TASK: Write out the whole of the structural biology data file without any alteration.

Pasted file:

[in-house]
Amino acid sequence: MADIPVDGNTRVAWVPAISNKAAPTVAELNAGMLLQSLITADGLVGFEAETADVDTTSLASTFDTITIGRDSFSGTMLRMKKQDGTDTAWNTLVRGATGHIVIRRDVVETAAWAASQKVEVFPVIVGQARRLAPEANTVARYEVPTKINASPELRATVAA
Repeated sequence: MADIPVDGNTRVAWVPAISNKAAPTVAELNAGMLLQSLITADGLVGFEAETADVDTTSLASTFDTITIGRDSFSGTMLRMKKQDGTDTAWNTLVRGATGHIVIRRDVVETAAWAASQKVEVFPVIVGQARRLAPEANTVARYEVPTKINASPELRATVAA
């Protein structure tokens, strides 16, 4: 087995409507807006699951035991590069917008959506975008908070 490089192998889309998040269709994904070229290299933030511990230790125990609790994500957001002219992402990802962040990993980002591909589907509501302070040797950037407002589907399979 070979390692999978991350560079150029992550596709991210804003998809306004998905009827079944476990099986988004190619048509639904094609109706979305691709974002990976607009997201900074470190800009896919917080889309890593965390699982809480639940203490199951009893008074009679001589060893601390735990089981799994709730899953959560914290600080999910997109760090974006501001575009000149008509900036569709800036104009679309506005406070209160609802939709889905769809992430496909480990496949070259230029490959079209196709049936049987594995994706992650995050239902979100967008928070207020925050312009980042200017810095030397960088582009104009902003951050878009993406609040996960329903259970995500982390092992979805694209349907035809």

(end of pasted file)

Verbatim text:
[in-house]
Amino acid sequence: MADIPVDGNTRVAWVPAISNKAAPTVAELNAGMLLQSLITADGLVGFEAETADVDTTSLASTFDTITIGRDSFSGTMLRMKKQDGTDTAWNTLVRGATGHIVIRRDVVETAAWAASQKVEVFPVIVGQARRLAPEANTVARYEVPTKINASPELRATVAA
Repeated sequence: MADIPVDGNTRVAWVPAISNKAAPTVAELNAGMLLQSLITADGLVGFEAETADVDTTSLASTFDTITIGRDSFSGTMLRMKKQDGTDTAWNTLVRGATGHIVIRRDVVETAAWAASQKVEVFPVIVGQARRLAPEANTVARYEVPTKINASPELRATVAA
């Protein structure tokens, strides 16, 4: 087995409507807006699951035991590069917008959506975008908070 490089192998889309998040269709994904070229290299933030511990230790125990609790994500957001002219992402990802962040990993980002591909589907509501302070040797950037407002589907399979 070979390692999978991350560079150029992550596709991210804003998809306004998905009827079944476990099986988004190619048509639904094609109706979305691709974002990976607009997201900074470190800009896919917080889309890593965390699982809480639940203490199951009893008074009679001589060893601390735990089981799994709730899953959560914290600080999910997109760090974006501001575009000149008509900036569709800036104009679309506005406070209160609802939709889905769809992430496909480990496949070259230029490959079209196709049936049987594995994706992650995050239902979100967008928070207020925050312009980042200017810095030397960088582009104009902003951050878009993406609040996960329903259970995500982390092992979805694209349907035809």